However, even when regulators use a third-party vendor for certain technology-based operations, such as licensing, other vulnerabilities remain, and regulators must still undertake due diligence. Further, some cloud solutions are highly complex and require high-level expertise. If a regulator does not have any in-house expertise on this subject, it may be necessary to contract certain services to ensure the appropriate minimum amount of protection is in place.

The first step is to review, identify, and classify the different types of information being collected, how they are being stored, and for how long. Following this, regulators must review, identify, and evaluate any existing safeguards and conduct a risk assessment. This will assist in planning and executing any further cybersecurity implementations.


Even for non-technical individuals, much can be done to prevent cyberattacks and breaches, particularly around social engineering attacks. A social engineering attack, as discussed above, preys on human emotions and requires a reactive and emotional human response to work.

There are some basic signs to look for when cybercriminals are attempting a social engineering attack, and when staff learn how to recognize the signs, risks become more manageable. Continual reminders are needed, and organizations often test staff with fake phishing emails to probe people’s uptake and understanding of the training information provided.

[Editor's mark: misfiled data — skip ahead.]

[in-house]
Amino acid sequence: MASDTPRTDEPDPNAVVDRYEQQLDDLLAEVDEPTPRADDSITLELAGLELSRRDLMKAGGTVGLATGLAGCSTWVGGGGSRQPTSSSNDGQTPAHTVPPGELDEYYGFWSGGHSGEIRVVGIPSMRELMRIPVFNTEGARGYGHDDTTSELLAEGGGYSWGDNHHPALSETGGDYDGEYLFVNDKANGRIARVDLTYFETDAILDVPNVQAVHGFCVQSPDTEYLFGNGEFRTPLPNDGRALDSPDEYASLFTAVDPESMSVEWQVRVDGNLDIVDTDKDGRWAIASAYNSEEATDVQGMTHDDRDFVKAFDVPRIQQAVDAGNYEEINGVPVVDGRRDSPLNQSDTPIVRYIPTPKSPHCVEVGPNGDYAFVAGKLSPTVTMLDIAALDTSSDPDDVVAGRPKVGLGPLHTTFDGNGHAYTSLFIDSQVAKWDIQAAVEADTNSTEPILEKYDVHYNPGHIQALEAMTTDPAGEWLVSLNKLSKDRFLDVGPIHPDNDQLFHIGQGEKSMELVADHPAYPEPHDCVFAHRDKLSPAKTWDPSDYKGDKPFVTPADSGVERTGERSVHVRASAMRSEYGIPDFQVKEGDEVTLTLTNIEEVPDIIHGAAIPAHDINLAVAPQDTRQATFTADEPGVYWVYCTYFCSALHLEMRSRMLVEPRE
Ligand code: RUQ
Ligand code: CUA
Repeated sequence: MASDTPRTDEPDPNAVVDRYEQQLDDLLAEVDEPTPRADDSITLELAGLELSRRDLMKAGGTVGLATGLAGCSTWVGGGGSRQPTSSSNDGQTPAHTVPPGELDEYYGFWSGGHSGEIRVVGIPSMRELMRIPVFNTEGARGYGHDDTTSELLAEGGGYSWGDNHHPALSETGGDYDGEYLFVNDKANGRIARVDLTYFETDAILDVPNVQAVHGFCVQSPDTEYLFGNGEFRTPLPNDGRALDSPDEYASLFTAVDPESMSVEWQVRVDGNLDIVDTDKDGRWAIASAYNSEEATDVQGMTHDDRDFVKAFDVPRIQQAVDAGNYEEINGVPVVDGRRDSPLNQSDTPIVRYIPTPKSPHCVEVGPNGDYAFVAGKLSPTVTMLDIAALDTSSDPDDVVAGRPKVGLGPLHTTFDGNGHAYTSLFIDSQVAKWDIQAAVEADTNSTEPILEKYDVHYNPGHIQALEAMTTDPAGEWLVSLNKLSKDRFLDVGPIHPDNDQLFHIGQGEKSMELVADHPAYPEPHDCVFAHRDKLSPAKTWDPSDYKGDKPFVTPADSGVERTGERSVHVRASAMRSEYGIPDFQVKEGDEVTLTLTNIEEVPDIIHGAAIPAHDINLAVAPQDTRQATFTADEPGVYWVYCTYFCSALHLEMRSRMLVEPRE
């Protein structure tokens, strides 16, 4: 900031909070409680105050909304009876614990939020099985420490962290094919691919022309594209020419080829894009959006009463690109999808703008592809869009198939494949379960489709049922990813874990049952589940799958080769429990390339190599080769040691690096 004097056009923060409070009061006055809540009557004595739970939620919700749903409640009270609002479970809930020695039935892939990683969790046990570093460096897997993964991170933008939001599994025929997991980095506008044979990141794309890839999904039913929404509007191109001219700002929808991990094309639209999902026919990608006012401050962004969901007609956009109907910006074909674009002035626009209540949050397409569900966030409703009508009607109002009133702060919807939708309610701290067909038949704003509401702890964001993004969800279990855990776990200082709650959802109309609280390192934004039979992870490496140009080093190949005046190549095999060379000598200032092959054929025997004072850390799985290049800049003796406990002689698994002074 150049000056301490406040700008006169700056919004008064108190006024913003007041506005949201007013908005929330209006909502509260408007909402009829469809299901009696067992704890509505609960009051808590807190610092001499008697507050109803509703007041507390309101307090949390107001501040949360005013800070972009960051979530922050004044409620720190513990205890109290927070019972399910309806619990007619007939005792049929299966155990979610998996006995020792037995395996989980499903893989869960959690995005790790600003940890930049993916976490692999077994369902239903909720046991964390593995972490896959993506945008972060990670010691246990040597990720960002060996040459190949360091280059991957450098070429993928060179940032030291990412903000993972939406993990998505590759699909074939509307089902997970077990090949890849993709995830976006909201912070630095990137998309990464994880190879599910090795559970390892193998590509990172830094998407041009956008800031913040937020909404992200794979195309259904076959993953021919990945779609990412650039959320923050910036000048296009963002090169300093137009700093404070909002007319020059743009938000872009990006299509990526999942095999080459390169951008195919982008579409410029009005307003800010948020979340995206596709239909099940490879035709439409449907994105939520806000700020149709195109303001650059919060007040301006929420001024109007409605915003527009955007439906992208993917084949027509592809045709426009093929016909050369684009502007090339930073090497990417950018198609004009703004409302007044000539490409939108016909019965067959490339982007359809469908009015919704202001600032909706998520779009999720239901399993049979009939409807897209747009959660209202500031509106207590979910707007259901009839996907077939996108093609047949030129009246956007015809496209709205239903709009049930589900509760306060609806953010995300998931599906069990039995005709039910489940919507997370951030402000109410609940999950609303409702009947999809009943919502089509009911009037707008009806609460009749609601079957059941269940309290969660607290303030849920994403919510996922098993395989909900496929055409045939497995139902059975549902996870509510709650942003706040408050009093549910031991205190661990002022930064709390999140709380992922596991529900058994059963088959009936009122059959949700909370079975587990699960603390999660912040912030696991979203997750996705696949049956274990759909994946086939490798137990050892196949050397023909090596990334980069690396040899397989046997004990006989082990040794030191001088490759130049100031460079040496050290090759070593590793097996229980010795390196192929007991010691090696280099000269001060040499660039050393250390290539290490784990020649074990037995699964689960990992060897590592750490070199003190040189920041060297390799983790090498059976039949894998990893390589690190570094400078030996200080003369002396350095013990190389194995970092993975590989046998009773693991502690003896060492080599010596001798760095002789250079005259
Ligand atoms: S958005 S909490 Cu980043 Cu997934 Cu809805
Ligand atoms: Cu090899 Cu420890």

Data-Breach Incident Response Coach

If knowing where to start or what to do first is a big part of the challenge in confronting the issue of cybersecurity, particularly for small regulators, help is available. Regulators can call on a data-breach incident response coach to help them assess what their needs are and help create a plan of action. Many cybersecurity consulting companies can also help simulate how to respond to incidents and/or breaches, which leads us to the next section.


With cyber-intrusion on an exponential rise, nothing is foolproof and, therefore, mitigation tactics are essential. Many organizations now develop a cyber-incident response plan that includes prepared procedures defining responsibilities, activities, and partnerships that are activated before and during incident detection.